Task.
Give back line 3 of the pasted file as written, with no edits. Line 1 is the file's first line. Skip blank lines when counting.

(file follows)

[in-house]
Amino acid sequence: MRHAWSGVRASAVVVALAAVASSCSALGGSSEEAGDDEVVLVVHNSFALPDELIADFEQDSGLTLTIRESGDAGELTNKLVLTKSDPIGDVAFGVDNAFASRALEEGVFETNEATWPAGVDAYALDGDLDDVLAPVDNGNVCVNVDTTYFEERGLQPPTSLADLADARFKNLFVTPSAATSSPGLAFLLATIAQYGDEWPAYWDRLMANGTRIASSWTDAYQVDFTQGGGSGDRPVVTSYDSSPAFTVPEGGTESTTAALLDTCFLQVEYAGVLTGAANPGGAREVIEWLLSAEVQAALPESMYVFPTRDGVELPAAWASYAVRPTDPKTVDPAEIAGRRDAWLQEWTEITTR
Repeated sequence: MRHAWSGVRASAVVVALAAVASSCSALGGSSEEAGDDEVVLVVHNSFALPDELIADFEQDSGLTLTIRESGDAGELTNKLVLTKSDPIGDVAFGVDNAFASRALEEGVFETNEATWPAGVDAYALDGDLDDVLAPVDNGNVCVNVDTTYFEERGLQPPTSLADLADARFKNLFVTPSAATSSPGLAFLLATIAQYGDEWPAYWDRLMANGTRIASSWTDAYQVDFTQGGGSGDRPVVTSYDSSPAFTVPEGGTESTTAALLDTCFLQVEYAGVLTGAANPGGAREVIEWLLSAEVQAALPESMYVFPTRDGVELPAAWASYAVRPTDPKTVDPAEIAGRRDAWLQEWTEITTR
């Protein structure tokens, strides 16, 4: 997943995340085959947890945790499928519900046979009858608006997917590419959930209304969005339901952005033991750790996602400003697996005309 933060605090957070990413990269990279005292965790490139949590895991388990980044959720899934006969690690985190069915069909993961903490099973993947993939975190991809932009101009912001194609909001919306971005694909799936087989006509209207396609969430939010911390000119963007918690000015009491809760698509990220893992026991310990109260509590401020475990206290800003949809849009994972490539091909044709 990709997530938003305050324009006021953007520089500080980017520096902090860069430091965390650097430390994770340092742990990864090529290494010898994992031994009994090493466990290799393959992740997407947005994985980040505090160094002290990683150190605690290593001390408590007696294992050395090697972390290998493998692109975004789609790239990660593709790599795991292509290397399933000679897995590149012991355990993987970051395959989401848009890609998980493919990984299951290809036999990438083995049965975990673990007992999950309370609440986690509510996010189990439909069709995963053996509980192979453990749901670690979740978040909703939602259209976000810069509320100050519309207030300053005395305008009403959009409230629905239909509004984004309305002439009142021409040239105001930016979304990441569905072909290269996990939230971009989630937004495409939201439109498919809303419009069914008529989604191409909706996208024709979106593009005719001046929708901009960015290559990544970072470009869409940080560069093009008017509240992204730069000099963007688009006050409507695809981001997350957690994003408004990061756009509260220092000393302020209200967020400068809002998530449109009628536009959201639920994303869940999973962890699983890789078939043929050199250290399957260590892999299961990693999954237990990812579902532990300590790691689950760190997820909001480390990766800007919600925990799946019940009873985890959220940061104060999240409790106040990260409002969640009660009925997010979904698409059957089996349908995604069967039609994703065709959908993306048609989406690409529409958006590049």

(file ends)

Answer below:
Repeated sequence: MRHAWSGVRASAVVVALAAVASSCSALGGSSEEAGDDEVVLVVHNSFALPDELIADFEQDSGLTLTIRESGDAGELTNKLVLTKSDPIGDVAFGVDNAFASRALEEGVFETNEATWPAGVDAYALDGDLDDVLAPVDNGNVCVNVDTTYFEERGLQPPTSLADLADARFKNLFVTPSAATSSPGLAFLLATIAQYGDEWPAYWDRLMANGTRIASSWTDAYQVDFTQGGGSGDRPVVTSYDSSPAFTVPEGGTESTTAALLDTCFLQVEYAGVLTGAANPGGAREVIEWLLSAEVQAALPESMYVFPTRDGVELPAAWASYAVRPTDPKTVDPAEIAGRRDAWLQEWTEITTR